The importance of clean data is well established, in part because the consequences of dirty data are so severe. Dirty data—or information that is inconsistent, incomplete, or inaccurate—leads to wasted resources, productivity declines, bad communication and misspent ad dollars. Although data cleansing is essential, it has to be understood in context of a broader data governance strategy if data quality is expected to be maintained long term.

What is data cleansing and why is it important?

Data scrubbing, or cleansing (or cleaning), are different ways of describing the same thing: Purifying data for use in analytics. This means dedicating company resources to modifying, amending, merging and removing corrupt, incomplete, outdated or inaccurate data so that it can be used effectively for analysis.

The magnitude and unending nature of data cleansing is articulated well by IBM’s application of the “80/20 rule” to data science that says, “80 percent of a data scientist’s valuable time is spent simply finding, cleansing, and organizing data, leaving only 20 percent to actually perform analysis.”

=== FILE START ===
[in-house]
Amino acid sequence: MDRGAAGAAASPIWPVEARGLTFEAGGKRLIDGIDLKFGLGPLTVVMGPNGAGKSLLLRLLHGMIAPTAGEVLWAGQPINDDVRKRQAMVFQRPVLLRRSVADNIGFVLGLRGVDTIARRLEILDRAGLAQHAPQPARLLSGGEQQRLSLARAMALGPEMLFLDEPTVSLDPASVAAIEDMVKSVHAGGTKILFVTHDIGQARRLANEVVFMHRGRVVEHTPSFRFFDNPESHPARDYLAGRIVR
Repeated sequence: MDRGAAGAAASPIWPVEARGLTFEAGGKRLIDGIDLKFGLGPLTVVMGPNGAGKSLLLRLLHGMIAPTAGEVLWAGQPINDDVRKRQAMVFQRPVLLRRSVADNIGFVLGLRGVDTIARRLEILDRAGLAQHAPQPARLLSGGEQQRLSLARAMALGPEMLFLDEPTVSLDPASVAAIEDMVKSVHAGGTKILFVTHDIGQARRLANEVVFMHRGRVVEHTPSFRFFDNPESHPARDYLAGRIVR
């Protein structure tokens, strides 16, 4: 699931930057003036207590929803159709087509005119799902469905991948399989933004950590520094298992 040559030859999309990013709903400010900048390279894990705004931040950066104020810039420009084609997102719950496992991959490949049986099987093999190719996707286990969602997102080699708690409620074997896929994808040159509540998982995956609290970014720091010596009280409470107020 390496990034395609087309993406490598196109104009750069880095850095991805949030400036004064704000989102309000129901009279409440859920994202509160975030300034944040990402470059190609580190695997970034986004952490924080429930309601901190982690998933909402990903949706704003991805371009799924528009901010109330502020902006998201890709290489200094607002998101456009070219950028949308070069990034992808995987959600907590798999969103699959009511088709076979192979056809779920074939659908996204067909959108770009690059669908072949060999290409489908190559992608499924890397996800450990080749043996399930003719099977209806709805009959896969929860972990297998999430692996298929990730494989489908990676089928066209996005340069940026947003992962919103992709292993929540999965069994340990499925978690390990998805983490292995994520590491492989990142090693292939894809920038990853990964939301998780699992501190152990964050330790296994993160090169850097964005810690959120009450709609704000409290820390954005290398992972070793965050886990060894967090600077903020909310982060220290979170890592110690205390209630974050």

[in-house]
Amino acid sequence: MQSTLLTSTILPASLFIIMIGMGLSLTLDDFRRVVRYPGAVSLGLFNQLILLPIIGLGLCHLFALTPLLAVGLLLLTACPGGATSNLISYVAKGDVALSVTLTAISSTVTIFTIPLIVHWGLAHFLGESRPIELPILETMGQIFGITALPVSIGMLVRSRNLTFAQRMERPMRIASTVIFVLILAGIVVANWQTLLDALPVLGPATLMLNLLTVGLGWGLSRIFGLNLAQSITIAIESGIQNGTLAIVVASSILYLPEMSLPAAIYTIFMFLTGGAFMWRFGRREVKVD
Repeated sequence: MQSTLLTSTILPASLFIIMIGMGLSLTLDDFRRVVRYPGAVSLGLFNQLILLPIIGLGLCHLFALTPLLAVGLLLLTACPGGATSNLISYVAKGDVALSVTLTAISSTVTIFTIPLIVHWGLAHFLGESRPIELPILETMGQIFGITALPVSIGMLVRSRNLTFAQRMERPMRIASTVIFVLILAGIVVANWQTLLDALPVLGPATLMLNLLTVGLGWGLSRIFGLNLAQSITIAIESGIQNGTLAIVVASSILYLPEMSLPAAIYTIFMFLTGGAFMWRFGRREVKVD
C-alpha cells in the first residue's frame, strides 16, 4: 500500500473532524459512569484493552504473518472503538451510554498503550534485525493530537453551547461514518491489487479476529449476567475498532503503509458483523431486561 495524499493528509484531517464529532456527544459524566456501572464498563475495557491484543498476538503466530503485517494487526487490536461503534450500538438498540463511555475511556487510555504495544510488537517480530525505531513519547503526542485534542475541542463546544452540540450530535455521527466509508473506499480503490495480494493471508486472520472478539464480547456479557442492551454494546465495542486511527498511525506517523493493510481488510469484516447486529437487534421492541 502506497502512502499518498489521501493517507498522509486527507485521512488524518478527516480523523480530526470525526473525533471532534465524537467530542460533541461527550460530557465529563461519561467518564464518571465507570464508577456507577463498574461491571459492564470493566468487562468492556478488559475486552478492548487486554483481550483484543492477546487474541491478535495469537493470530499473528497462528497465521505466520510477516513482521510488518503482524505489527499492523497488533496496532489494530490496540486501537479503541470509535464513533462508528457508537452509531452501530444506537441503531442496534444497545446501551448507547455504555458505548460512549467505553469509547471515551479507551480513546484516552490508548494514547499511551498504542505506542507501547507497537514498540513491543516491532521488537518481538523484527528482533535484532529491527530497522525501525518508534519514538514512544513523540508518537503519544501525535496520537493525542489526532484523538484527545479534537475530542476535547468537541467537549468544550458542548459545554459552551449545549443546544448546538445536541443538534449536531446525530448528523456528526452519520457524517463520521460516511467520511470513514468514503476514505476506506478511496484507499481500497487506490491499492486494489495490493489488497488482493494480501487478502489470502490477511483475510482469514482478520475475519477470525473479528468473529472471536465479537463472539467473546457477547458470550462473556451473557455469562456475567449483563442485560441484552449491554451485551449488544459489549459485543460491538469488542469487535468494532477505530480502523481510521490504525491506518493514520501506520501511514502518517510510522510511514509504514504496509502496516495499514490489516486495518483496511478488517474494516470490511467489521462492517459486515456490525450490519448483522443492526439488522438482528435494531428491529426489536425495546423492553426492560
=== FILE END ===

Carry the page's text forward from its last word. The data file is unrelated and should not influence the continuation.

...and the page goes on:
Most data scientists are hired by companies with grand plans to build algorithms and machine learning models that will inform (or, just maybe, transform) business strategy. In reality, data scientists often wind up confined to the repetitive tasks that come with cleaning and maintaining data quality so that at least some commercial value can be extracted from their employer’s datasets.

The importance of data cleaning comes from the outsized role data quality plays in a company’s ability to thrive in an increasingly data-driven world. Ideally, artificial intelligence will soon be sophisticated enough to handle the heavy lifting currently burdening data analysts and scientists. Until that happens, keeping the 2.5 quintillion bytes of data humans create each day clean will remain a time consuming, mission critical priority for most businesses.

Importance of data cleaning in analytics

Data-driven decision making is informed by analytics that depend entirely on clean and reliable data. However, most companies collect data across departments using different systems and by defining different variables. This makes it difficult to easily combine and analyze company data holistically. Businesses must have a plan for integrating data prior to collecting it, or grapple with the costly and time-consuming processing of retroactively standardizing data for analysis.